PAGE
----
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Nonlocality and dynamic fracture: Are multiscale models the answer in dynamic fracture?

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Dynamic fracture is a complex phenomenon driven by what happens in a finite volume around the crack tip. Under sufficiently fast loading conditions a straight crack branches into two (and sometimes more) cracks that move along with speeds measured to be no more than 10% less than the speed measured just before branching. In spite of sustained efforts from the computational modeling and simulation community for the past few decades, the challenging problem of dynamic crack branching in brittle plates has not had a satisfactory solution. Existing solutions may show branching of the crack path, but the obtained crack propagation speeds are completely different from the measured values. Difficulties with mesh dependency and lack of convergence are also noticed. It has been recently argued that, in order to simulate dynamic fracture, multiscale models (coupling atomistic and continuum zones) may be needed. However, the “process zone” in dynamic crack branching, for example, may be in the order of millimeters and the time scales in the order of microseconds. These scales render a multiscale approach, even if possible, rather impractical, using the existing computational resources. Nonlocal models are better able to eliminate mesh dependency and convergence problems in problems involving damage. The new peridynamic method, a reformulation of classical continuum mechanics proposed by Silling in 2000, is used here to obtain the first correct prediction by computational simulation of the velocity profile and crack paths in dynamic crack branching of thin brittle plates. In peridynamics cracks are generated, propagate, and interact in an autonomous way. We like to say that in peridynamics cracks are not part of the problem, they are part of the solution. I will also show how adaptive refinement can be developed for this nonlocal method and give an example of mixed-mode fracture (the four-point bending problem). In the introduction, I will also give an overview of other research areas in my group: shape optimization and the shape of stegosaurus’ cooling plates, flexing granular materials and particle-size dependence, enhancing mixing and segregation in granular matter, penetration in granular materials, etc.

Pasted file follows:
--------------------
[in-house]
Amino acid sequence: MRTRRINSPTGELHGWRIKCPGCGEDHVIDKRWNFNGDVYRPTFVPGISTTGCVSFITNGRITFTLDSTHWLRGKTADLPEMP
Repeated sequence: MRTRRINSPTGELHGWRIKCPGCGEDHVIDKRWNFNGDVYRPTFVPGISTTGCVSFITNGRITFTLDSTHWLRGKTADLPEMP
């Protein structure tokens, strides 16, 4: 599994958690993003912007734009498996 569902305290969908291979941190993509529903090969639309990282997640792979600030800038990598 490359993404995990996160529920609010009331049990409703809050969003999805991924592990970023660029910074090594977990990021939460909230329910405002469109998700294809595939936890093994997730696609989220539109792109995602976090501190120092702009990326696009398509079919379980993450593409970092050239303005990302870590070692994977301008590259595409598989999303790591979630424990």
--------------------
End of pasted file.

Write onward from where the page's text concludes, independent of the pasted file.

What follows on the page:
This talk is part of the Surfaces, Microstructure and Fracture Group series.

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